Monday, January 25, 2010
Thursday, January 21, 2010
These are some short articles I wrote for a graduate editorial style class. The professor asked us to create a newsletter targeting a specific group. The final newsletter (I've only included the articles I wrote--I was the "chief editor" of the group project) received a rejection from The New Yorker. A dubious honor, perhaps, but still.
I enjoyed writing and illustrating these, mostly because I love satire, but also because it allowed me to put my political science degree to good use. And for the record, the North Korean News Agency link will take you to North Korea's official press release, which will explain the illustration a bit better. Sadly, my own humor pales in comparison with the original--and completely serious--press release. Man, North Korea's government is crazy!
Welcome to the premiere issue of The Noble Tyrant: News Drawn Quarterly. Receipt of this tastefully written artifact distinguishes you as one of the 21st-century’s most discerning leaders. The Noble Tyrant (TNT) targets you, an aspiring dictator. Since your country is in the midst of abominable trade sanctions and undeserved embargoes (tyrants always have these problems), we smuggled this, your first copy, into a recent edition of The New Yorker. Those UN inspection hypocrites will never suspect a thing. If you feel you have received this newsletter in error and are not, in fact, a zealous defender of the people, please stop reading –> here <– and destroy this communication immediately.†
TNT addresses despots of all persuasions. Whether you are a tight-fisted fascist or a calculating communist, the basic principles of totalitarianism are the same, and our newsletter is for you. In future editions, we’ll provide information on a variety of useful topics, including:
• Safely importing nuclear weapons
• Improving your rapport with the media through enhanced interrogation techniques
• Where to find high-grade radioactive isotopes (for assassination purposes)
• Successfully ignoring the Geneva Code
• And MUCH, MUCH MORE!
We’ll feature interviews with notable dictators, compare power rankings, discuss how to polish your image, and help you establish an enduring cult of personality. In addition, we’ll include horoscopes, dating advice, and challenging word puzzles. Truly, there’s something for everyone here. TNT helps take your regime to the next level. With that in mind, we invite you to peruse this quarter’s deftly executed articles. We’re sure you’ll agree that among newsletters, The Noble Tyrant reigns supreme. And now, to business.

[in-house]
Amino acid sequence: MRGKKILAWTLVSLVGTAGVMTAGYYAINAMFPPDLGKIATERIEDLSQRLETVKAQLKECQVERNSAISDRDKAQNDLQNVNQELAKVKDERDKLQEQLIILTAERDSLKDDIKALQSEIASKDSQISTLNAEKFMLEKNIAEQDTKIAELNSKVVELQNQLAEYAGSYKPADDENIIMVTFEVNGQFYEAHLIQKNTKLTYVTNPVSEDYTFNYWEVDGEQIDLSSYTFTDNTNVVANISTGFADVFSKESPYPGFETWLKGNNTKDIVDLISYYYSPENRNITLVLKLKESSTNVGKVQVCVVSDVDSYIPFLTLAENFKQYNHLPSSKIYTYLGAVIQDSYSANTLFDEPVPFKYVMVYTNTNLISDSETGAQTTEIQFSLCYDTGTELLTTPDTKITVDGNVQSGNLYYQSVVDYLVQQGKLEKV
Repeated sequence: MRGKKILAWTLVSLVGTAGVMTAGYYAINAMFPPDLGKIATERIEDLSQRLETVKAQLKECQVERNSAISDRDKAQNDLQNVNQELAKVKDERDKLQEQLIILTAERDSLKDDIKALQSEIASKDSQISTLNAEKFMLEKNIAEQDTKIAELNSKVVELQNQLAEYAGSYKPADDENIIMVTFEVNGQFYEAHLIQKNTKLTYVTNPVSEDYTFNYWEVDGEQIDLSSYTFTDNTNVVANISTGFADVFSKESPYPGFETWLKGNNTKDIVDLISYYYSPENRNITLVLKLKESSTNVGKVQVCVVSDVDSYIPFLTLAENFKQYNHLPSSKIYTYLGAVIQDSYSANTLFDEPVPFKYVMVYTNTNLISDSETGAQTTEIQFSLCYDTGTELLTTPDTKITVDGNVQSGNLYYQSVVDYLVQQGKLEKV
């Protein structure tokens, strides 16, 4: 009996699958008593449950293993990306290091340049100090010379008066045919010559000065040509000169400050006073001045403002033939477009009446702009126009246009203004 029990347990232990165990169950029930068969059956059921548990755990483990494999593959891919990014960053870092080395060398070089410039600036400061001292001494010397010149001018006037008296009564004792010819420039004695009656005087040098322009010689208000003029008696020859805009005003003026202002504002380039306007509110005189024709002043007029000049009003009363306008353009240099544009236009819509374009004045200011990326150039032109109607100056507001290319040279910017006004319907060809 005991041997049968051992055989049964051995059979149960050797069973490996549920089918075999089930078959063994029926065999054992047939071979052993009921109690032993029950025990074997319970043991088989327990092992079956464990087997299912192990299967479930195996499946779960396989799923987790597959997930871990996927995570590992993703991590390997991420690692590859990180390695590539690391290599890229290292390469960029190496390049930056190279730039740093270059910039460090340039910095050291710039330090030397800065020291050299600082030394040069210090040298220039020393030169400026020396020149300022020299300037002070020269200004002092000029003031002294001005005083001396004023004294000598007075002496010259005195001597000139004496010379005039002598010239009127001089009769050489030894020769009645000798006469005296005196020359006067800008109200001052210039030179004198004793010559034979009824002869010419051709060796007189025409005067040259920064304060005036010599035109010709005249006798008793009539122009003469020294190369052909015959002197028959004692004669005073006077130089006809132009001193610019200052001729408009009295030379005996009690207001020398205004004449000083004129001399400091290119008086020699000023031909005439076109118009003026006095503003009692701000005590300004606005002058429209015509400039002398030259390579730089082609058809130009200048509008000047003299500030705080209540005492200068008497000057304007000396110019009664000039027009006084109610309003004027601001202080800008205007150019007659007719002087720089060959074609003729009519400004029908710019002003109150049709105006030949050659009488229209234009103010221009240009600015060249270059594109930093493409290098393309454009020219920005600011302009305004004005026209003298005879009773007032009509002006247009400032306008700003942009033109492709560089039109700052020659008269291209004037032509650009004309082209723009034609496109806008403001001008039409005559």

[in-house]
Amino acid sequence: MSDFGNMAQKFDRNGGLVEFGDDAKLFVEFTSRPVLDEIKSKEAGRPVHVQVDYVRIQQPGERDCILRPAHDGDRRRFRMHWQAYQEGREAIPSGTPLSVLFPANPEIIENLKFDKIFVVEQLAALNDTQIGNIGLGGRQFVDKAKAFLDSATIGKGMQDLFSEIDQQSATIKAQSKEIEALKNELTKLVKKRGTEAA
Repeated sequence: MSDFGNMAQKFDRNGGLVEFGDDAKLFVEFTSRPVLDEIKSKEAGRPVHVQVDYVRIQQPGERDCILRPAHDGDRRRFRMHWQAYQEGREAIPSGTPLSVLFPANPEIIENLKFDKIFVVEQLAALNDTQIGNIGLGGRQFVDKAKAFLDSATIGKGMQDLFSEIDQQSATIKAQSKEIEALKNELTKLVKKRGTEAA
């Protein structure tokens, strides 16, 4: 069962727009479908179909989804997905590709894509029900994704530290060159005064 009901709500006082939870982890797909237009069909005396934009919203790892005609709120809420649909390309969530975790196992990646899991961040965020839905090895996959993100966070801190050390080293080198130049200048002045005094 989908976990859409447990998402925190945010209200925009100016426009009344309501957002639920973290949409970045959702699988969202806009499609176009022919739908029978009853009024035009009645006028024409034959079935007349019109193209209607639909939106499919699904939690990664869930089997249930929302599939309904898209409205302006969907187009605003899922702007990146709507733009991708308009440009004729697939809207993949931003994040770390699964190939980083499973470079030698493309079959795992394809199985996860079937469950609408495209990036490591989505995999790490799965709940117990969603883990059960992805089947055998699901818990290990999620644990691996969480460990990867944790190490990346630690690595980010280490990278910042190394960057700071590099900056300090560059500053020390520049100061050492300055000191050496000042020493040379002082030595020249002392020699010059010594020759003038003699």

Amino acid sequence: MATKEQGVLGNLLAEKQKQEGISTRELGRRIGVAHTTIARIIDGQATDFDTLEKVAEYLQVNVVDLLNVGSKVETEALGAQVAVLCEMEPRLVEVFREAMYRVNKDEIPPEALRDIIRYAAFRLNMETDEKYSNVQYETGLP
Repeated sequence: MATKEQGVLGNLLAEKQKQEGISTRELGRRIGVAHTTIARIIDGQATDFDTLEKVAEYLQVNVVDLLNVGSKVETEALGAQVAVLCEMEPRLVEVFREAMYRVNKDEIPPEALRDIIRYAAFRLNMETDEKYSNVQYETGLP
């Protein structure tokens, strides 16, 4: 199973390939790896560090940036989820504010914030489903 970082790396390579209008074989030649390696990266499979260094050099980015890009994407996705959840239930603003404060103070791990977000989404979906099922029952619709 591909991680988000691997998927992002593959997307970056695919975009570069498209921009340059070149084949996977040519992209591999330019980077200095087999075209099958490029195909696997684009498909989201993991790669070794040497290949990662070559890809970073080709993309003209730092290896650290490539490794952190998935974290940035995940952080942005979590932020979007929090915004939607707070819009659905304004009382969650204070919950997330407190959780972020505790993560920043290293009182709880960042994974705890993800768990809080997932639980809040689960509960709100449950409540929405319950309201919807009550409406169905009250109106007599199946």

† Please recycle. Thank you.
Editor’s note: Robert Mugabe (1921-present) has served as Zimbabwe’s head of government since 1980. This April, he joined us for a brief interview to talk about his influences and aspirations.
TNT: Thank you, President Mugabe—
Mugabe: My friends call me Bob.
TNT: —Okay, Bob. Thank you so much for allowing us this interview. We know you have a very busy schedule, so this is a delightful opportunity for us.
Mugabe: You’re welcome. This TNT newsletter is going to be a great help to budding leaders out there, so I thought I’d add my stamp of approval.
TNT: Now, Bob, let’s start at the beginning of your career. When did you know you wanted to become a dictator?
Mugabe: It was when I was in prison, getting some of my correspondence degrees from the Universities of London and South Africa. I have seven degrees, you know. I pride myself on my intelligence.
TNT: So, in prison, you realized you wanted to become a dictator?
Mugabe: Precisely. Sitting in my cell one day doing my homework, I realized, “Hey! I don’t have to be a prisoner for the rest of my life! I can start a brutal guerrilla war, take over the ENTIRE COUNTRY, AND RULE MERCILESSLY BY MYSELF! MU-HAH-HAH!” Ahem. Sorry about the sinister laugh. That sometimes happens involuntarily.
TNT: Not a problem.
Mugabe: Anyway, it was really a profound moment for me. It was then I knew I could rule Zimbabwe with an iron hand.
TNT: So, how did you end up taking control?